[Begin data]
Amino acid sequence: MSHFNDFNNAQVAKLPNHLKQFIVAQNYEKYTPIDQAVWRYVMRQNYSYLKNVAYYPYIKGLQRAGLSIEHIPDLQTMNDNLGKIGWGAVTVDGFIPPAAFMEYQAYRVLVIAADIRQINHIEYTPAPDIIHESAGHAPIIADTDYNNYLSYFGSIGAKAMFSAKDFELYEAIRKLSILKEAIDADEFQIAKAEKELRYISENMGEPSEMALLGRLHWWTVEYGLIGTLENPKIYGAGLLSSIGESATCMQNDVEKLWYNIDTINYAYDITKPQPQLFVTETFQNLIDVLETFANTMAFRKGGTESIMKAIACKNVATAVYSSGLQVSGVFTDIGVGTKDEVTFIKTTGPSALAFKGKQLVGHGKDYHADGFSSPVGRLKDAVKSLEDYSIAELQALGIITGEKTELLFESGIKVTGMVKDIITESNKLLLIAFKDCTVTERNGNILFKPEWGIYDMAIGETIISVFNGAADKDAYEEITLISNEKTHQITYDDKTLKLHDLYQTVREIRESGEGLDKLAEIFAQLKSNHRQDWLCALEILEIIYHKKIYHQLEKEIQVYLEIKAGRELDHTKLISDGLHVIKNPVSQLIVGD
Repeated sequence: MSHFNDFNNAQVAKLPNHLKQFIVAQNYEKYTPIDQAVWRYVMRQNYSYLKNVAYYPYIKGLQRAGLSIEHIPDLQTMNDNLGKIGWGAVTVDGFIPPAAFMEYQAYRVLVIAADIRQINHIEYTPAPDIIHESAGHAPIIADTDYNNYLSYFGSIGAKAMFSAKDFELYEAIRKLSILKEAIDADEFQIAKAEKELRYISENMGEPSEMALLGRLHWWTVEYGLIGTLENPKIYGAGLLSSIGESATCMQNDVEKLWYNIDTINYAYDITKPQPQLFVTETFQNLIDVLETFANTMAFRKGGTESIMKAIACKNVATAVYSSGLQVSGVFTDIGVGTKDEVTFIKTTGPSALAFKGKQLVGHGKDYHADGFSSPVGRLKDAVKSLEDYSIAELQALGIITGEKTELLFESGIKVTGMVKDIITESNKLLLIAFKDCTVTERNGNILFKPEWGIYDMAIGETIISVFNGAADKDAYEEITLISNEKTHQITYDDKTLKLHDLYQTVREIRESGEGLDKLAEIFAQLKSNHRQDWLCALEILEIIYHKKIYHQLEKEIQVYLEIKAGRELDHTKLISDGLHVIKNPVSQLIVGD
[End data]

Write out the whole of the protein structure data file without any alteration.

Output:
Amino acid sequence: MSHFNDFNNAQVAKLPNHLKQFIVAQNYEKYTPIDQAVWRYVMRQNYSYLKNVAYYPYIKGLQRAGLSIEHIPDLQTMNDNLGKIGWGAVTVDGFIPPAAFMEYQAYRVLVIAADIRQINHIEYTPAPDIIHESAGHAPIIADTDYNNYLSYFGSIGAKAMFSAKDFELYEAIRKLSILKEAIDADEFQIAKAEKELRYISENMGEPSEMALLGRLHWWTVEYGLIGTLENPKIYGAGLLSSIGESATCMQNDVEKLWYNIDTINYAYDITKPQPQLFVTETFQNLIDVLETFANTMAFRKGGTESIMKAIACKNVATAVYSSGLQVSGVFTDIGVGTKDEVTFIKTTGPSALAFKGKQLVGHGKDYHADGFSSPVGRLKDAVKSLEDYSIAELQALGIITGEKTELLFESGIKVTGMVKDIITESNKLLLIAFKDCTVTERNGNILFKPEWGIYDMAIGETIISVFNGAADKDAYEEITLISNEKTHQITYDDKTLKLHDLYQTVREIRESGEGLDKLAEIFAQLKSNHRQDWLCALEILEIIYHKKIYHQLEKEIQVYLEIKAGRELDHTKLISDGLHVIKNPVSQLIVGD
Repeated sequence: MSHFNDFNNAQVAKLPNHLKQFIVAQNYEKYTPIDQAVWRYVMRQNYSYLKNVAYYPYIKGLQRAGLSIEHIPDLQTMNDNLGKIGWGAVTVDGFIPPAAFMEYQAYRVLVIAADIRQINHIEYTPAPDIIHESAGHAPIIADTDYNNYLSYFGSIGAKAMFSAKDFELYEAIRKLSILKEAIDADEFQIAKAEKELRYISENMGEPSEMALLGRLHWWTVEYGLIGTLENPKIYGAGLLSSIGESATCMQNDVEKLWYNIDTINYAYDITKPQPQLFVTETFQNLIDVLETFANTMAFRKGGTESIMKAIACKNVATAVYSSGLQVSGVFTDIGVGTKDEVTFIKTTGPSALAFKGKQLVGHGKDYHADGFSSPVGRLKDAVKSLEDYSIAELQALGIITGEKTELLFESGIKVTGMVKDIITESNKLLLIAFKDCTVTERNGNILFKPEWGIYDMAIGETIISVFNGAADKDAYEEITLISNEKTHQITYDDKTLKLHDLYQTVREIRESGEGLDKLAEIFAQLKSNHRQDWLCALEILEIIYHKKIYHQLEKEIQVYLEIKAGRELDHTKLISDGLHVIKNPVSQLIVGD